Honoring A Mentor

IBM Fellow plans to use his status to expand IBM's black executive network

From his San Francisco Bay base, Kerrie L. Holley innovates at the very top of his field. As IBM’s chief technology officer for Services Oriented Architecture, Holley creates designs to mold computer software to fit the business needs of the world’s largest corporate enterprises. Last May, IBM named Holley, 53, an IBM Fellow, the company’s highest technical honor.

Services Oriented Architecture, or SOA, is a software engineering area where businesses meet their IT needs by assembling ready-made software components. IBM customers combine, share, and reuse modular software assets as if they were Lego blocks. SOA is Holley’s brainchild.

“Kerrie is as good a technical professional, as good an engineer, as anyone in this business,” says Donald F. Ferguson, an IBM Fellow and chief architect of IBM Software Group. A strong supporter of Holley, New York-based Ferguson says Holley’s design input helps IBM develop better software.

According to Ferguson, Holly’s exceptional work is due to amazing intelligence, the ability to communicate to both engineers and customers, and detailed knowledge of the specific business processes of different industries. Originally from Chicago, Holley attended DePaul University, where he earned a bachelor’s degree in mathematics and a law degree.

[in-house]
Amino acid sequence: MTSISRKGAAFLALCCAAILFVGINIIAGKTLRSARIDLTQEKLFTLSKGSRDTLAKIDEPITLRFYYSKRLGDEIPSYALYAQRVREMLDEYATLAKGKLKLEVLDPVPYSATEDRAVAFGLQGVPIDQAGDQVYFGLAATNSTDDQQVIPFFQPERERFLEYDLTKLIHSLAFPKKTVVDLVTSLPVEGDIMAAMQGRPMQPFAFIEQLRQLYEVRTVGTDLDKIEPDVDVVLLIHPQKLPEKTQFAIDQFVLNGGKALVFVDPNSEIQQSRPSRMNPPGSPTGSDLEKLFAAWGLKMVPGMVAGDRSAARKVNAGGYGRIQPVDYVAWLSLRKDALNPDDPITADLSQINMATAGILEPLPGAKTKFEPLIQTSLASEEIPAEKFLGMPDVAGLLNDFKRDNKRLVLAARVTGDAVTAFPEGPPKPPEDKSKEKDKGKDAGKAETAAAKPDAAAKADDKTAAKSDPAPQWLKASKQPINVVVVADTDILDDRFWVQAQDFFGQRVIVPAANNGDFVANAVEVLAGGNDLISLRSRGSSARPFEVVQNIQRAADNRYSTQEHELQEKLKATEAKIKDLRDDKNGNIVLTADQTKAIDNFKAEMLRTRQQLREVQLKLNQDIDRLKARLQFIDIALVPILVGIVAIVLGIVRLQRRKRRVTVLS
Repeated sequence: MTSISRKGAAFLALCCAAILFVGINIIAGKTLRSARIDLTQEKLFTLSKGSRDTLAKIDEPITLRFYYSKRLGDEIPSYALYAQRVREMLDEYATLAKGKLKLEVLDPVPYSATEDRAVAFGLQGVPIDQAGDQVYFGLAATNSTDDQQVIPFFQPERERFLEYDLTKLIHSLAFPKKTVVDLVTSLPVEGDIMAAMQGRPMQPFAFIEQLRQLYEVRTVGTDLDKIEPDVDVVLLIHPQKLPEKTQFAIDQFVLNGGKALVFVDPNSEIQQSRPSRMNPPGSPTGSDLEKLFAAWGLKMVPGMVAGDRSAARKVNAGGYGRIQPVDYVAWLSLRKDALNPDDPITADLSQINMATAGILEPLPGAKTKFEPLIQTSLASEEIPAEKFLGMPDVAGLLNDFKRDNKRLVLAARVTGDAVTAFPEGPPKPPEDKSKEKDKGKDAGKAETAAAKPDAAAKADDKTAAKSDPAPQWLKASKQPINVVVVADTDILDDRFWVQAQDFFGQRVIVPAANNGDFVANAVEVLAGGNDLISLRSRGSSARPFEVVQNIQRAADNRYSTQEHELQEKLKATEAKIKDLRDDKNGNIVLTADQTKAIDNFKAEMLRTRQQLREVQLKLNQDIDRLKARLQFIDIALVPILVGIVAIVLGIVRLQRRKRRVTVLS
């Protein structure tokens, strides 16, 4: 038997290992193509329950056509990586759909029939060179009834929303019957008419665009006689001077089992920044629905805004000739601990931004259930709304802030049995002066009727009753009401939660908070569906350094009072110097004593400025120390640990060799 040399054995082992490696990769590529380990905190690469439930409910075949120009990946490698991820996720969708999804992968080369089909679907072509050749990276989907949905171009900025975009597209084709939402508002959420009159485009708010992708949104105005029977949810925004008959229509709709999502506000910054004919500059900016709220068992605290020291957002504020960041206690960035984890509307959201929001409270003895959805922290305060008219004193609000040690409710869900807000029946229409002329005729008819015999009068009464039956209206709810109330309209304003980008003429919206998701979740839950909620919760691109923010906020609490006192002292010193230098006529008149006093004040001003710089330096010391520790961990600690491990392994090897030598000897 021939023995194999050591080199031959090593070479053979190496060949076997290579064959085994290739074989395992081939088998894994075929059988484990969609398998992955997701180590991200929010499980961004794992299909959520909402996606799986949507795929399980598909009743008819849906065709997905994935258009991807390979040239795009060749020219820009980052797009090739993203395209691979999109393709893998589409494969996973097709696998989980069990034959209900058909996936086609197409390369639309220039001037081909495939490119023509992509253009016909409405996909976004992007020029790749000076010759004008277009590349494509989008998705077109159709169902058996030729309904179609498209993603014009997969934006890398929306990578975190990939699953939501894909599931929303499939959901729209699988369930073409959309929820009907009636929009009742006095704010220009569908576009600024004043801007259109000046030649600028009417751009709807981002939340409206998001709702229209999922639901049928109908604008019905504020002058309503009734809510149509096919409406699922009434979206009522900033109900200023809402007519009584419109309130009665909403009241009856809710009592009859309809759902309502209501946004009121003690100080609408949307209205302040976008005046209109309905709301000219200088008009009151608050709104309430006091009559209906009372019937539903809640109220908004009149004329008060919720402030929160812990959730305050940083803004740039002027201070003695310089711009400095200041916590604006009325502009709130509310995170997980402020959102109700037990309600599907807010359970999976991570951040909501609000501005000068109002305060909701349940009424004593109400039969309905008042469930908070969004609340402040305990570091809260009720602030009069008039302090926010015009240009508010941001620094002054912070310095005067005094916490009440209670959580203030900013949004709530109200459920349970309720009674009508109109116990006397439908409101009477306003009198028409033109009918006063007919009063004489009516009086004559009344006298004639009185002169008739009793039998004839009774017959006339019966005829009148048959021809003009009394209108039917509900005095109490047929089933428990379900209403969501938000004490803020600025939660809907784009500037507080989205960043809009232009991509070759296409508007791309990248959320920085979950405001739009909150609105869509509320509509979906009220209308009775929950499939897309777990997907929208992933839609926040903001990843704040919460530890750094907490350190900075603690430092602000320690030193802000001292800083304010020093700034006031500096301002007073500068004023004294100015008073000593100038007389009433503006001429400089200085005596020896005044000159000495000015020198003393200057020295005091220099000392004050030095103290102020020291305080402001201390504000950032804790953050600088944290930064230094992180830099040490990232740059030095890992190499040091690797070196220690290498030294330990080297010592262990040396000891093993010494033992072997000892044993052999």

His new status as an IBM Fellow gives him more influence on the direction Big Blue takes as a company. He now has more freedom to pursue projects that interest him and a stronger prerogative to shape technical development within IBM’s services line of business.

“It also, perhaps even more importantly, gives me a really great opportunity to positively influence even more so the careers of a lot of our technical leaders and professionals,” says Holley. “From a minority standpoint, it gives me even greater capital in terms of having some positive impact on that community.”

For James D. Jamison III, an IBM practice area leader in Denver, four years of mentoring by Holley has yielded two major career milestones. Jamison, who is African American, came to IBM equipped with bachelor’s degrees in mathematics and electrical engineering, a master’s in computer science, and experience designing communications systems at Hughes Aircraft.

Holley helped Jamison attain certification, guiding him through the arduous process of becoming a Certified Architect of IBM. Holley next advised Jamison to pursue management positions that would give him more influence over what happens at IBM. Jamison was promoted into a management post, where he oversees 20 employees, including senior technical staff. “He’s had a tremendous impact on a broad number of people,” Jamison says about Holley.

Ferguson adds, “Lots of people at IBM aspire to be like Holley. He is an excellent example of what it means to be a professional in this business. He’s an extraordinary role model.”

Perpetually in motion, Holley expects to fly about 250,000 miles in 2006. Besides visiting customers when he travels, Holley meets people he mentors. Every year, he mentors 40 to 50 people, one-on-one.

As an IBM Fellow, Holley anticipates doing a lot more mentoring meetings, round tables, and conference calls. He’ll multiply his impact by interacting with larger groups during visits to professional organizations,

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